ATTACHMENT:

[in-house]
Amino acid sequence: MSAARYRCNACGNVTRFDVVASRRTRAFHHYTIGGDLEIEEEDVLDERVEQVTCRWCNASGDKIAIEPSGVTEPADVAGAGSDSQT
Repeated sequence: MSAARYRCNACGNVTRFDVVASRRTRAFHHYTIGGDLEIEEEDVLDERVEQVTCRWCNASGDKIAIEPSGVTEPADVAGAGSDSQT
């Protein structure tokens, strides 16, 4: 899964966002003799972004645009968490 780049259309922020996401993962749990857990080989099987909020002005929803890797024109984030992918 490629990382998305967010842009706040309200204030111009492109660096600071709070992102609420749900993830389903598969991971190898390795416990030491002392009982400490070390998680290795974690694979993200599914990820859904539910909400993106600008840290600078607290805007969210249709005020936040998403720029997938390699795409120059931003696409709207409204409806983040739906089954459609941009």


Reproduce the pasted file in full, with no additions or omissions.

[in-house]
Amino acid sequence: MSAARYRCNACGNVTRFDVVASRRTRAFHHYTIGGDLEIEEEDVLDERVEQVTCRWCNASGDKIAIEPSGVTEPADVAGAGSDSQT
Repeated sequence: MSAARYRCNACGNVTRFDVVASRRTRAFHHYTIGGDLEIEEEDVLDERVEQVTCRWCNASGDKIAIEPSGVTEPADVAGAGSDSQT
């Protein structure tokens, strides 16, 4: 899964966002003799972004645009968490 780049259309922020996401993962749990857990080989099987909020002005929803890797024109984030992918 490629990382998305967010842009706040309200204030111009492109660096600071709070992102609420749900993830389903598969991971190898390795416990030491002392009982400490070390998680290795974690694979993200599914990820859904539910909400993106600008840290600078607290805007969210249709005020936040998403720029997938390699795409120059931003696409709207409204409806983040739906089954459609941009």